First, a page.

For the second time this year, President Bush bypassed the Senate by appointing a filibustered judicial nominee while Congress was in recess. In a move designed to attract little attention, Bush on Friday afternoon appointed Alabama Attorney General William Pryor to the Eleventh Circuit Court of Appeals. Pryor has openly voiced his opposition to women’s rights and gay rights, calling the 1973 US Supreme Court ruling in Roe v. Wade “the worst abomination of constitutional law in our history,” and “the day seven members of our high court ripped the Constitution and ripped out the life of millions of unborn children.” He reaffirmed these statements at his Senate hearing. With the urging of a coalition of women’s rights, civil rights, and lesbian and gay rights organizations, including the Feminist Majority, Senate Democrats had been filibustering Pryor’s nomination.
“It is outrageous that Bush has again circumvented the legal process to appoint a right-wing judicial activist during a Congressional recess,” said Kim Gandy, president of the National Organization for Women. “This further demonstrates his total disregard for the women of this country and democracy in general.” Under the rules governing recess appointments, Pryor will only serve until the fall of 2005.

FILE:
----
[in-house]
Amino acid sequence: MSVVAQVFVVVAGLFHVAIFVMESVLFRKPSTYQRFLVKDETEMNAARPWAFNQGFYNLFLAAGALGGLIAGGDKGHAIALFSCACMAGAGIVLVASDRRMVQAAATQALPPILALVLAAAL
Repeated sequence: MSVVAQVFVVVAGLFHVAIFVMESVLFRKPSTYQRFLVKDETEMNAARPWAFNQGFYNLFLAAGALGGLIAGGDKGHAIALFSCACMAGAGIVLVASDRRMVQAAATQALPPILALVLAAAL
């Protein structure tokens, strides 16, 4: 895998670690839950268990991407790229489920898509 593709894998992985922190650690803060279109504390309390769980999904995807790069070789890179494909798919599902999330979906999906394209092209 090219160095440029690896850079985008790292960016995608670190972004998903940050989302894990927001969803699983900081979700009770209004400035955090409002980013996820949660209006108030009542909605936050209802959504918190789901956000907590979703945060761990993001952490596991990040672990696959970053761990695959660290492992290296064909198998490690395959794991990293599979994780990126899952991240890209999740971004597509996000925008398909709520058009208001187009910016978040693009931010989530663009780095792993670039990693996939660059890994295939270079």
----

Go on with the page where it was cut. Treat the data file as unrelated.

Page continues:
In January, Bush bypassed the Senate and appointed Charles Pickering to the Fifth Circuit Court of Appeals. Senate Democrats had also been maintaining a filibuster against Pickering. Opposed by the Feminist Majority and other women’s and civil rights groups, Pickering, as a state Senator, supported a constitutional amendment to ban abortion and chaired the subcommittee of the National Republican Party that in 1976 approved a plank calling for an amendment to the US Constitution to make abortion illegal. Pickering has opposed the Equal Rights Amendment and as a district court judge, criticized remedies provided by the Voting Rights Act to redress discrimination against African-American voters. Also as a federal district judge, Pickering attempted to intercede in a case to reduce the sentence of a convicted cross burner.
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